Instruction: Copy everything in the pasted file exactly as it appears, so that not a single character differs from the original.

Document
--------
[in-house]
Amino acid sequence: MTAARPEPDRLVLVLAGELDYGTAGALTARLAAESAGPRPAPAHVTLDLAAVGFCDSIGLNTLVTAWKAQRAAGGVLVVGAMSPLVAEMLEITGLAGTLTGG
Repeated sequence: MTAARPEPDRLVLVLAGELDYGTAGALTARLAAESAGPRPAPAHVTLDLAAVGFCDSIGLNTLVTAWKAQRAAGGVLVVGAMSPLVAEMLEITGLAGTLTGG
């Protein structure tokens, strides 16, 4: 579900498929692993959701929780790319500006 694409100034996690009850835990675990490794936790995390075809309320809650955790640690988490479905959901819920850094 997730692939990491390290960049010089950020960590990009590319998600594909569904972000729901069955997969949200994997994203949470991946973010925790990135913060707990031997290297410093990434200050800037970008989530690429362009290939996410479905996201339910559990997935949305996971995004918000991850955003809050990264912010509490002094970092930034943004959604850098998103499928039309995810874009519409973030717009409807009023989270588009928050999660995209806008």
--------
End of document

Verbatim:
[in-house]
Amino acid sequence: MTAARPEPDRLVLVLAGELDYGTAGALTARLAAESAGPRPAPAHVTLDLAAVGFCDSIGLNTLVTAWKAQRAAGGVLVVGAMSPLVAEMLEITGLAGTLTGG
Repeated sequence: MTAARPEPDRLVLVLAGELDYGTAGALTARLAAESAGPRPAPAHVTLDLAAVGFCDSIGLNTLVTAWKAQRAAGGVLVVGAMSPLVAEMLEITGLAGTLTGG
């Protein structure tokens, strides 16, 4: 579900498929692993959701929780790319500006 694409100034996690009850835990675990490794936790995390075809309320809650955790640690988490479905959901819920850094 997730692939990491390290960049010089950020960590990009590319998600594909569904972000729901069955997969949200994997994203949470991946973010925790990135913060707990031997290297410093990434200050800037970008989530690429362009290939996410479905996201339910559990997935949305996971995004918000991850955003809050990264912010509490002094970092930034943004959604850098998103499928039309995810874009519409973030717009409807009023989270588009928050999660995209806008």